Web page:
What do want? ‘Money’ is certainly not a want; it’s a need, and a pretty boring one at that. Once I make enough money to stop thinking about money I want to stop thinking about money. As long as I have enough to obtain shelter, cloth, and food for myself and my loved ones, I am good. So yes, the bottom two slices are needs.

Do I want my own community: a family, a core group of confidants and friends? No doubt, but this still does not feel like a want. I know I need an authentic social group that gets my jokes and doesn’t mind my accidental farts. Otherwise, I would have to deal with all of that all by myself, and that’s how people go crazy. Yep, definitely a need. That takes care of the middle slice, which=need.

I am starting to realize that the top two triangle slices may be where my anxiety comes from. I’ve been blessed with a lifestyle that has secured most of my needs, physical and social…but what about the soulful? What about my “Esteem” and “Self-Actualization”? I can manage to do without those, but like love, it would be a miserable excuse of a life if I did. I want to achieve Spontaneity on a regular basis, just like I want to eat something delicious right now. But how do I know I’ve obtained that; how can I measure my progress in making those cloudy but important terms come to life?

It’s easy to know what I need to eat and own to survive. I just have to think about it. But everything else can’t be figured with purely mental lifting. It requires heart.

I know what music I love and what morality I raise my arms to, and this sort of gut logic doesn’t come from any mental analysis, but from how my heart beats. Does it beat to a quiet evening listening to Bach, or to an outing with friends in the woods drinking IPAs? Our mind schedules our workweek, our heart schedules our weekend.

No offense, brain, but you get too much floor time.

In things that matter the most to my soul, things that are hard to keep accounting on, the heart needs to be heard much more. Deciding what will make me into a more Confident and Spontaneous being is not something I can find on a grocery list or on my resume. It requires a deeper compass. It requires me to stop thinking in terms of cost/benefit, and just follow the rules of love, which really are the rules of the heart: chase what makes me tingle, gasp, and smirk.

Looking back at every decision I’ve made based on a gut feel, they’ve all felt completely right. Every time I’ve decided to listen to that very hard to articulate but very easy to understand sudden soulful clarity, I’ve moved forward with no regret. It makes sense, because my heart is not separate from my body, and it gets the same information as my brain does, but it follows a different process. It knows and feels, and then decides without hesitation.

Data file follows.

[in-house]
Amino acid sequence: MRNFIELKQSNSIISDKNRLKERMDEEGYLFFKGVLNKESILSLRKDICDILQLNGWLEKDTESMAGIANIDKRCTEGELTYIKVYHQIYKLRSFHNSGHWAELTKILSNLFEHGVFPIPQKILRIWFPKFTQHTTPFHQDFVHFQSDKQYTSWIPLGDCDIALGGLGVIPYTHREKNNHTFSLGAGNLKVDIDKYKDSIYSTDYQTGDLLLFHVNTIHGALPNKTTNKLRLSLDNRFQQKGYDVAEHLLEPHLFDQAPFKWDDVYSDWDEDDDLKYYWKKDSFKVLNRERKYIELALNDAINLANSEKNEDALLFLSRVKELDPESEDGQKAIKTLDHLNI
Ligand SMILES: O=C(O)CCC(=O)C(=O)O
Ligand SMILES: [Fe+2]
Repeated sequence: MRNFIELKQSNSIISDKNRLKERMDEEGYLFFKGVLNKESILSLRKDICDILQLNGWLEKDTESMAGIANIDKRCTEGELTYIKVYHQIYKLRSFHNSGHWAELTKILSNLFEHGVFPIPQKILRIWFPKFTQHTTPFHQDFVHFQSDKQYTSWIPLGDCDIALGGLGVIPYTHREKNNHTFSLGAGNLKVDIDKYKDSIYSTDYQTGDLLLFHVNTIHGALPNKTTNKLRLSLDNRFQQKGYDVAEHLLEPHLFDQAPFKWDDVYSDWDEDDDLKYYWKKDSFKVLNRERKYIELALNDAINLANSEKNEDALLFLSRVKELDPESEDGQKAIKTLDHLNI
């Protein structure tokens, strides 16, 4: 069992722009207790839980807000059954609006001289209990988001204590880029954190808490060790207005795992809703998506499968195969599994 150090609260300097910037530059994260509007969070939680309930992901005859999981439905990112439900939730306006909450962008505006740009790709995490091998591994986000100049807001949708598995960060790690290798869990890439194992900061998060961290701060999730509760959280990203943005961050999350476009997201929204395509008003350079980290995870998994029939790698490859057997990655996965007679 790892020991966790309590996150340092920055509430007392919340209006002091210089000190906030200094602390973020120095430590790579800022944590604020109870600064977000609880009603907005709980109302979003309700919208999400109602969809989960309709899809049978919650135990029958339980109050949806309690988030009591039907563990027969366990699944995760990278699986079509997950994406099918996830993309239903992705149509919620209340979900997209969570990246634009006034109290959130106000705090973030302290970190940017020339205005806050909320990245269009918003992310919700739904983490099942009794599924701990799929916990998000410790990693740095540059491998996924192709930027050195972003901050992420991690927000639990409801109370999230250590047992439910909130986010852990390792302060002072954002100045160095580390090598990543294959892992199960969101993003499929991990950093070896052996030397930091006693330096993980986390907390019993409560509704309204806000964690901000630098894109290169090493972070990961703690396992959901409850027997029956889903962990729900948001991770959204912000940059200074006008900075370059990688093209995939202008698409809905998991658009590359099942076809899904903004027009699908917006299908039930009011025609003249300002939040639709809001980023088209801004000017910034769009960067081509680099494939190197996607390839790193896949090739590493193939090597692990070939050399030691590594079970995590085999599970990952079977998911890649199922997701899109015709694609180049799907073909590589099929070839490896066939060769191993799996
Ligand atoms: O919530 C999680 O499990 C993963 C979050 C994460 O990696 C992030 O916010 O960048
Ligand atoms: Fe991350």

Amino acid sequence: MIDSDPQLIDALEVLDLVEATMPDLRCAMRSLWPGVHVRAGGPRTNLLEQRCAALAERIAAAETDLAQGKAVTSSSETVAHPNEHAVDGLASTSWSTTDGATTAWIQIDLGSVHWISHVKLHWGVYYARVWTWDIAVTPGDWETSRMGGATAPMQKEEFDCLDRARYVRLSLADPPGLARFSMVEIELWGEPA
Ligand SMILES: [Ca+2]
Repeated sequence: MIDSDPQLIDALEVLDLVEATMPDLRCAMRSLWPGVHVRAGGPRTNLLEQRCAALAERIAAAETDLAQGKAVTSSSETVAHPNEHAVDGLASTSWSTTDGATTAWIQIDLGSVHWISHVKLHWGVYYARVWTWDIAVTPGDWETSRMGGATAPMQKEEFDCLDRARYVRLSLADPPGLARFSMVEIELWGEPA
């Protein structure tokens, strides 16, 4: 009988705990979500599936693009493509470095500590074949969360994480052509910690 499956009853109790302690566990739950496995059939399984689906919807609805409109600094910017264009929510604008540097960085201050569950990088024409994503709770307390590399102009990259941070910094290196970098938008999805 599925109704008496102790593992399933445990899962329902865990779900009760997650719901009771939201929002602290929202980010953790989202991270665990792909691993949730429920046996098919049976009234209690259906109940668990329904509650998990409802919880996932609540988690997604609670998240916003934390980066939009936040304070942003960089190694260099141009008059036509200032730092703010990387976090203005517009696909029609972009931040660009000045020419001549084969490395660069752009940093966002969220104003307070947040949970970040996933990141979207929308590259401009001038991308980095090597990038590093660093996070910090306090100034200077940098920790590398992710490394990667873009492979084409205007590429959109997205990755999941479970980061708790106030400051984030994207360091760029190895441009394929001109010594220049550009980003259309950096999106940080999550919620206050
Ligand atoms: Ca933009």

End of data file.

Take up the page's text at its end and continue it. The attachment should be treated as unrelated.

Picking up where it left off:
My Sunday blues may just be that: my heart trying really hard to be heard, telling me to risk more, experience more, be more, hesitate less. It’s telling me that if I follow what I know is right, I don’t need to think as much. It’s telling me that when I feel anxious, it’s because even though my needs are met, I still haven’t fully chased what I want, and deep down I know that. In order to climb past the base needs and into richer climate–where needs are rooted deeper and need a more principled organ–I need to change the decision-making mix I’ve relied on for everything else. Time to give smirks and gasps a bit more weight. I need to quit being heartless.


the white tuxedo

21 Jun

A small beach town in northern Mexico is a dream vacation for many: sun, tacos, and chill. I was there, but as a native. My first encounters with the much storied young American male were over various Spring Breaks, and many-a beer bottles they hurdled into traffic. It was my life for nearly 18 years. Then, one day, I decided to ditch it for a lovely town 50 miles west of Chicago. Rosarito for Rockford. What a deal.


I got up one morning, surrounded by my family, friends, and authentic food, and woke up a few days later surrounded by a Hilander and a cineplex. In Rosarito life was just today; tomorrow would sorta make sense, maybe, not really. My friends there were great but also a bunch of downers. Their dreams mainly revolved around following their father’s footsteps into butchery, or striving for community college before ever even considering a 4-year just a few miles north. Rosarito was great…for them.


At 17 years old I decided to make it on my own: I got my own place, worked for the man, and paved my way through high school and then college. When people ask me the Whys of that move, I kinda don’t know anymore. All I know is that shying away from this would’ve haunted me forever.


Conan O’Brien may be many things (hilarious/incisive/somewhat obsessed with vulgar animals), but one thing he most definitely is not is a complainer. Not once have I heard him nag or whine over the middle finger NBC gave him. Not once have I heard him nag or whine over the unorthodox and rough path he took to get where he is now.  Some choice quotes: